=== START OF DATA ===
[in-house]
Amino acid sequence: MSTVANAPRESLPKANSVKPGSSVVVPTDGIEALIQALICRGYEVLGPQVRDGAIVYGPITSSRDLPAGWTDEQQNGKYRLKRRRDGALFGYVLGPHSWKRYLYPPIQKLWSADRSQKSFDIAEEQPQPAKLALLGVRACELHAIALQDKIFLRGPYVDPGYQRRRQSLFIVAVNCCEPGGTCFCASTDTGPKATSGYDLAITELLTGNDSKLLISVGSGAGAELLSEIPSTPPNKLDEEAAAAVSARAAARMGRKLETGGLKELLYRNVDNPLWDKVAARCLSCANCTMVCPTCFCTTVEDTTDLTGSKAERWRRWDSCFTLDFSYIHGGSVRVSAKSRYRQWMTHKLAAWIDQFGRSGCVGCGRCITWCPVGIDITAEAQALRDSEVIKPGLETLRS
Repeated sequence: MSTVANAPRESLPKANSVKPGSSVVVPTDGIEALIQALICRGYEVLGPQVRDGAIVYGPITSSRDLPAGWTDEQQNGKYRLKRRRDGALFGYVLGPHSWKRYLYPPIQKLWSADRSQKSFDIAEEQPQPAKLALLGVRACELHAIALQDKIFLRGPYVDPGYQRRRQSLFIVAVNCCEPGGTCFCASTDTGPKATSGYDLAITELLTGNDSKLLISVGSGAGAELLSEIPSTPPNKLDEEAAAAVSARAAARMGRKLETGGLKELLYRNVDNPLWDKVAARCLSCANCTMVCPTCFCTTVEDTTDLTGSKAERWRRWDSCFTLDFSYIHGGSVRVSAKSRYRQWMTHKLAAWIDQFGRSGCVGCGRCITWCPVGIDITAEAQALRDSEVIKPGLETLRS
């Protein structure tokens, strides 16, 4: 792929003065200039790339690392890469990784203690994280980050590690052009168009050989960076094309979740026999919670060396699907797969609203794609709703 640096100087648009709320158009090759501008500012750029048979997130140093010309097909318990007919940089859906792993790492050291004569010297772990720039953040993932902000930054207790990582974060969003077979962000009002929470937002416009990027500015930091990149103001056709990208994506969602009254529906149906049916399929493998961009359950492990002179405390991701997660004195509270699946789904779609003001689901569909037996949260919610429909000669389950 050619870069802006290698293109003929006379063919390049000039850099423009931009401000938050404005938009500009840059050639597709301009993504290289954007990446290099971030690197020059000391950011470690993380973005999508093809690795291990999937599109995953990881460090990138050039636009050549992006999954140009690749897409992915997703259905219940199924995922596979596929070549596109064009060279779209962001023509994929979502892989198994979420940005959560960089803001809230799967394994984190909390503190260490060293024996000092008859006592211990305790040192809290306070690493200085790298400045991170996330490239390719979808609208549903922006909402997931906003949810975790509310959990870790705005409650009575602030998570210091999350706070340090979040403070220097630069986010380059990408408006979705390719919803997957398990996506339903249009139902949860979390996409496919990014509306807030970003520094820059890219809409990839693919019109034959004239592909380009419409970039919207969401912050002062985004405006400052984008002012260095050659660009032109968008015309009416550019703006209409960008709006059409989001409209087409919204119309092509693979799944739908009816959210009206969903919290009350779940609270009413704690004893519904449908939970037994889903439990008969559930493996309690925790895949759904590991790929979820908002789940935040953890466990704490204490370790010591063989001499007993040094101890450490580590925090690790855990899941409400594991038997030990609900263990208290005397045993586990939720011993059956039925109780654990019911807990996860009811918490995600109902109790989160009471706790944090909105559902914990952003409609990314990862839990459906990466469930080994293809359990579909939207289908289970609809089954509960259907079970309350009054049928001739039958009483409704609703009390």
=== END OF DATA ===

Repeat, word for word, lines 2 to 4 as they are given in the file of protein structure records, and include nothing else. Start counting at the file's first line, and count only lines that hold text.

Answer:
Amino acid sequence: MSTVANAPRESLPKANSVKPGSSVVVPTDGIEALIQALICRGYEVLGPQVRDGAIVYGPITSSRDLPAGWTDEQQNGKYRLKRRRDGALFGYVLGPHSWKRYLYPPIQKLWSADRSQKSFDIAEEQPQPAKLALLGVRACELHAIALQDKIFLRGPYVDPGYQRRRQSLFIVAVNCCEPGGTCFCASTDTGPKATSGYDLAITELLTGNDSKLLISVGSGAGAELLSEIPSTPPNKLDEEAAAAVSARAAARMGRKLETGGLKELLYRNVDNPLWDKVAARCLSCANCTMVCPTCFCTTVEDTTDLTGSKAERWRRWDSCFTLDFSYIHGGSVRVSAKSRYRQWMTHKLAAWIDQFGRSGCVGCGRCITWCPVGIDITAEAQALRDSEVIKPGLETLRS
Repeated sequence: MSTVANAPRESLPKANSVKPGSSVVVPTDGIEALIQALICRGYEVLGPQVRDGAIVYGPITSSRDLPAGWTDEQQNGKYRLKRRRDGALFGYVLGPHSWKRYLYPPIQKLWSADRSQKSFDIAEEQPQPAKLALLGVRACELHAIALQDKIFLRGPYVDPGYQRRRQSLFIVAVNCCEPGGTCFCASTDTGPKATSGYDLAITELLTGNDSKLLISVGSGAGAELLSEIPSTPPNKLDEEAAAAVSARAAARMGRKLETGGLKELLYRNVDNPLWDKVAARCLSCANCTMVCPTCFCTTVEDTTDLTGSKAERWRRWDSCFTLDFSYIHGGSVRVSAKSRYRQWMTHKLAAWIDQFGRSGCVGCGRCITWCPVGIDITAEAQALRDSEVIKPGLETLRS
């Protein structure tokens, strides 16, 4: 792929003065200039790339690392890469990784203690994280980050590690052009168009050989960076094309979740026999919670060396699907797969609203794609709703 640096100087648009709320158009090759501008500012750029048979997130140093010309097909318990007919940089859906792993790492050291004569010297772990720039953040993932902000930054207790990582974060969003077979962000009002929470937002416009990027500015930091990149103001056709990208994506969602009254529906149906049916399929493998961009359950492990002179405390991701997660004195509270699946789904779609003001689901569909037996949260919610429909000669389950 050619870069802006290698293109003929006379063919390049000039850099423009931009401000938050404005938009500009840059050639597709301009993504290289954007990446290099971030690197020059000391950011470690993380973005999508093809690795291990999937599109995953990881460090990138050039636009050549992006999954140009690749897409992915997703259905219940199924995922596979596929070549596109064009060279779209962001023509994929979502892989198994979420940005959560960089803001809230799967394994984190909390503190260490060293024996000092008859006592211990305790040192809290306070690493200085790298400045991170996330490239390719979808609208549903922006909402997931906003949810975790509310959990870790705005409650009575602030998570210091999350706070340090979040403070220097630069986010380059990408408006979705390719919803997957398990996506339903249009139902949860979390996409496919990014509306807030970003520094820059890219809409990839693919019109034959004239592909380009419409970039919207969401912050002062985004405006400052984008002012260095050659660009032109968008015309009416550019703006209409960008709006059409989001409209087409919204119309092509693979799944739908009816959210009206969903919290009350779940609270009413704690004893519904449908939970037994889903439990008969559930493996309690925790895949759904590991790929979820908002789940935040953890466990704490204490370790010591063989001499007993040094101890450490580590925090690790855990899941409400594991038997030990609900263990208290005397045993586990939720011993059956039925109780654990019911807990996860009811918490995600109902109790989160009471706790944090909105559902914990952003409609990314990862839990459906990466469930080994293809359990579909939207289908289970609809089954509960259907079970309350009054049928001739039958009483409704609703009390």